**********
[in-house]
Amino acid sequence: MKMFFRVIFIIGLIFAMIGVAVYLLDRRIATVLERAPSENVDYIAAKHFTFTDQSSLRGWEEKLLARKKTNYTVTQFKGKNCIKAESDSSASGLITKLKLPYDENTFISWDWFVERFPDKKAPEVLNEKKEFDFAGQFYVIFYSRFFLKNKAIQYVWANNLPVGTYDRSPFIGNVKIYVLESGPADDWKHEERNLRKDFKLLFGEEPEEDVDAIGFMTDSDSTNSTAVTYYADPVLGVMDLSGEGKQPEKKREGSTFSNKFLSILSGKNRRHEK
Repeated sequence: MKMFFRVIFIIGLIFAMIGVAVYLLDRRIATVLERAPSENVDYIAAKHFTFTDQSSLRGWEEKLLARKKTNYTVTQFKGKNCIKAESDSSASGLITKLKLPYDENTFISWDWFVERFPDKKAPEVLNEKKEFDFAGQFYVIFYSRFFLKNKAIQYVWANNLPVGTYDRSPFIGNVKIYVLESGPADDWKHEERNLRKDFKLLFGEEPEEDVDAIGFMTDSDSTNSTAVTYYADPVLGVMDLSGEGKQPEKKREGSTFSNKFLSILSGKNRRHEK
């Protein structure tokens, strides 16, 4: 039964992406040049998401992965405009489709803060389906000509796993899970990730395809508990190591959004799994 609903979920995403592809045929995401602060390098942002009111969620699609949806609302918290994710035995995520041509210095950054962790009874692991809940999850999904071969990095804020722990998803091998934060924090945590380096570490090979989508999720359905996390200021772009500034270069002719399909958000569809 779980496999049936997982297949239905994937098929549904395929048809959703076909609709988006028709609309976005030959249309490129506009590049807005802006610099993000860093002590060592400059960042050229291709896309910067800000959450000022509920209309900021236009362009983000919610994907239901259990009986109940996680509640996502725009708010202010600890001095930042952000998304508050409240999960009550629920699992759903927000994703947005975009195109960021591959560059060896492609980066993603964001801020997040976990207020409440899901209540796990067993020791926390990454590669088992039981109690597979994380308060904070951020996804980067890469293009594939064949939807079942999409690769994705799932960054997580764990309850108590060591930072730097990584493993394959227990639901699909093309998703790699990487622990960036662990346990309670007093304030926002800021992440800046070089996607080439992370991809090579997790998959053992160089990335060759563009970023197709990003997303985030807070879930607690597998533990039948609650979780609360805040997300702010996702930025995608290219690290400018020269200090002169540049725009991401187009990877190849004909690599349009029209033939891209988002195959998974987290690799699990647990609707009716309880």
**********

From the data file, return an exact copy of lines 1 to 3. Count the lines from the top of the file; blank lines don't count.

[in-house]
Amino acid sequence: MKMFFRVIFIIGLIFAMIGVAVYLLDRRIATVLERAPSENVDYIAAKHFTFTDQSSLRGWEEKLLARKKTNYTVTQFKGKNCIKAESDSSASGLITKLKLPYDENTFISWDWFVERFPDKKAPEVLNEKKEFDFAGQFYVIFYSRFFLKNKAIQYVWANNLPVGTYDRSPFIGNVKIYVLESGPADDWKHEERNLRKDFKLLFGEEPEEDVDAIGFMTDSDSTNSTAVTYYADPVLGVMDLSGEGKQPEKKREGSTFSNKFLSILSGKNRRHEK
Repeated sequence: MKMFFRVIFIIGLIFAMIGVAVYLLDRRIATVLERAPSENVDYIAAKHFTFTDQSSLRGWEEKLLARKKTNYTVTQFKGKNCIKAESDSSASGLITKLKLPYDENTFISWDWFVERFPDKKAPEVLNEKKEFDFAGQFYVIFYSRFFLKNKAIQYVWANNLPVGTYDRSPFIGNVKIYVLESGPADDWKHEERNLRKDFKLLFGEEPEEDVDAIGFMTDSDSTNSTAVTYYADPVLGVMDLSGEGKQPEKKREGSTFSNKFLSILSGKNRRHEK